FCC Bans AI Voices in Robocalls, Yet Deep Fake Scams Persist

Cody Shultz February 21, 2024

On February 8, 2024, the Federal Communications Commission outlawed AI-generated voices in robocalls and with the upcoming Presidential election in the United States, it is easy to see why. Imagine the implications if “leaked audio” from a presidential nominee started to reach voters directly with defamatory voice clips that sound like the candidate, but are artificially created. Beyond election interference, the age-old scam of a grandchild stuck in a foreign prison and needing money wired quickly is becoming more sophisticated, with scammers cloning voices of grandchildren and spoofing numbers to make the calls.

A recent Newsweek article highlighted several celebrity scams using deepfake technology: Taylor Swift and Oprah are giving out free cookware, Luke Combs is peddling weight loss products, and Tom Hanks is endorsing dental plans. The impersonation isn’t always geared toward theft or fraud, but rather for personal gain. NBC News reported on YouTube channels that created salacious, AI-generated fake news of black celebrities to drive traffic to their channels, and the results are staggering: “Some of the videos have millions of views, and the median number of combined views for each channel was 21 million.”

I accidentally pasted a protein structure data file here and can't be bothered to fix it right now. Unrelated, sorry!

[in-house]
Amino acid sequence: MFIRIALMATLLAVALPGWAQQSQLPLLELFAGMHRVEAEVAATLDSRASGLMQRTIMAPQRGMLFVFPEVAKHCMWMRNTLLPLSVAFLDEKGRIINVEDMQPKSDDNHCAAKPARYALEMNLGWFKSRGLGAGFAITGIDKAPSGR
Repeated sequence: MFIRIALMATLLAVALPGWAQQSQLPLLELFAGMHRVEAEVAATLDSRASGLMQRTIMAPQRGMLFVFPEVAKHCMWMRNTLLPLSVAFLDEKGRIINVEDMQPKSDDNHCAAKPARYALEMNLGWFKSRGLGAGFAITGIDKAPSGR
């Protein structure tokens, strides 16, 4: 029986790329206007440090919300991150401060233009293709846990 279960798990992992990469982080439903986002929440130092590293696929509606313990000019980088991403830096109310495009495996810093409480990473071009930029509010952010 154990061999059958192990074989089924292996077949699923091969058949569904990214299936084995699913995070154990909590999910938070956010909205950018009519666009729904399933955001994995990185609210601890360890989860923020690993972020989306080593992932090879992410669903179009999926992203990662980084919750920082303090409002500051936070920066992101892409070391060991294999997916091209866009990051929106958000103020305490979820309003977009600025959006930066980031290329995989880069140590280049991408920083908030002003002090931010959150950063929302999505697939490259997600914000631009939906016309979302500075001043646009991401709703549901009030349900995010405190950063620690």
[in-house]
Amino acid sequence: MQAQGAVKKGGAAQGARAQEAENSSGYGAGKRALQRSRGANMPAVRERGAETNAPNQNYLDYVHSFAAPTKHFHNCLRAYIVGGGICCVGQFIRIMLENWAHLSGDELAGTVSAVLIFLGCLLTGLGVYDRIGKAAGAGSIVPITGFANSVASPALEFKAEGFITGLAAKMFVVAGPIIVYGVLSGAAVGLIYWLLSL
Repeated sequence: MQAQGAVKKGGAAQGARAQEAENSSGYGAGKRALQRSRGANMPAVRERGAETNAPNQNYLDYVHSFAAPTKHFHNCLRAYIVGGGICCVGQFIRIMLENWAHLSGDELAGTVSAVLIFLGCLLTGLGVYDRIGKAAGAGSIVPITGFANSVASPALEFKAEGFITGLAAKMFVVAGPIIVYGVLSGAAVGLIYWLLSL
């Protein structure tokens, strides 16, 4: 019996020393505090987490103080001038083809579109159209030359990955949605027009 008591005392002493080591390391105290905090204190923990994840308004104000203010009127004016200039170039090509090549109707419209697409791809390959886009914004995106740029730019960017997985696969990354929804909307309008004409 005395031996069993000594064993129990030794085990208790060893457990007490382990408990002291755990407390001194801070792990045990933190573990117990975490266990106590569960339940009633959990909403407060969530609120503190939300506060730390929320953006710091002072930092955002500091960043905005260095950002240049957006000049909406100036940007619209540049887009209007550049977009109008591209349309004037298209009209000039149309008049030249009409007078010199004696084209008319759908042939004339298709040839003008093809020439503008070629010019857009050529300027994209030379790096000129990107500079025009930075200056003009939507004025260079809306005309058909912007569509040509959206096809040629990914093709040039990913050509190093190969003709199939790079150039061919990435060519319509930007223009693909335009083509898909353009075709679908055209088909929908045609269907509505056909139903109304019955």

Imagine this scenario: A ransomware attack happens at your business, and along with a demand for money comes a threat to release a convincing deepfake video of your CEO taking a hardline stance on a divisive social issue. Would you know how to respond? Perhaps an employee at the firm finds a “news story” on YouTube about an executive’s criminal past with a video confession. Are policies in place for how to address this? What if the principal of an ultra-high-net-worth family office calls their accountant demanding an immediate transfer of funds to a new bank account; it sounds like the principal and is coming from the right number. Are you confident that a wire would not be sent out that very day?

Yet even with the grave concern facing emerging technology, it is important to never forget some “low tech” or “old school” vulnerabilities:

  • Baby monitors, garage doors, smart home video cameras, and other IoT devices (like your wi-fi connected washing machine or oven) are susceptible to remote access, particularly since many utilize default passwords. Once an outsider is in your network, they can monitor and record traffic.
  • Unvetted household staff and vendors present a perennial vulnerability. Laborers observe jewelry or other high-value items during their approved access during the day and leave windows open or exterior doors unlocked for a visit when the family is known to be out of town.
  • Residential safes are rarely bolted to the ground. There is no need for James Bond gadgets when the bad guys can literally pick up and walk the safe out the front door to a controlled location. Fifteen minutes later with an angle grinder and they have access to all your valuables.